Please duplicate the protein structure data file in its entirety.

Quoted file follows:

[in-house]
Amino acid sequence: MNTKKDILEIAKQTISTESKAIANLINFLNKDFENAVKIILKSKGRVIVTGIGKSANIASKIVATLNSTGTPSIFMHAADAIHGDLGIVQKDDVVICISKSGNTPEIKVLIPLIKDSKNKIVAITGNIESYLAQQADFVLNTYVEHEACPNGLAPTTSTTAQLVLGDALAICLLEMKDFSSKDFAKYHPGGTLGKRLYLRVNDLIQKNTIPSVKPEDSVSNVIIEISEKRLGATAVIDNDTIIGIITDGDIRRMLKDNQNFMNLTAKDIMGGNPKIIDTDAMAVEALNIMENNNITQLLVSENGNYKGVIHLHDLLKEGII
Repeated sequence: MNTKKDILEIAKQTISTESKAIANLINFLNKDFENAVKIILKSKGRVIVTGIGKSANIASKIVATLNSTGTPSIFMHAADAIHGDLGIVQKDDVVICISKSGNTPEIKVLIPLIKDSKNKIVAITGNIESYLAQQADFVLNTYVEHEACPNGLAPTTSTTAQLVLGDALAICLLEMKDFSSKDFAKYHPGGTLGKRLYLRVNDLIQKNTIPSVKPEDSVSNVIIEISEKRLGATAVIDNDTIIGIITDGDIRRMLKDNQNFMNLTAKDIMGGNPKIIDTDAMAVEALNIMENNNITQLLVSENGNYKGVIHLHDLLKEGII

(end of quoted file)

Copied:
[in-house]
Amino acid sequence: MNTKKDILEIAKQTISTESKAIANLINFLNKDFENAVKIILKSKGRVIVTGIGKSANIASKIVATLNSTGTPSIFMHAADAIHGDLGIVQKDDVVICISKSGNTPEIKVLIPLIKDSKNKIVAITGNIESYLAQQADFVLNTYVEHEACPNGLAPTTSTTAQLVLGDALAICLLEMKDFSSKDFAKYHPGGTLGKRLYLRVNDLIQKNTIPSVKPEDSVSNVIIEISEKRLGATAVIDNDTIIGIITDGDIRRMLKDNQNFMNLTAKDIMGGNPKIIDTDAMAVEALNIMENNNITQLLVSENGNYKGVIHLHDLLKEGII
Repeated sequence: MNTKKDILEIAKQTISTESKAIANLINFLNKDFENAVKIILKSKGRVIVTGIGKSANIASKIVATLNSTGTPSIFMHAADAIHGDLGIVQKDDVVICISKSGNTPEIKVLIPLIKDSKNKIVAITGNIESYLAQQADFVLNTYVEHEACPNGLAPTTSTTAQLVLGDALAICLLEMKDFSSKDFAKYHPGGTLGKRLYLRVNDLIQKNTIPSVKPEDSVSNVIIEISEKRLGATAVIDNDTIIGIITDGDIRRMLKDNQNFMNLTAKDIMGGNPKIIDTDAMAVEALNIMENNNITQLLVSENGNYKGVIHLHDLLKEGII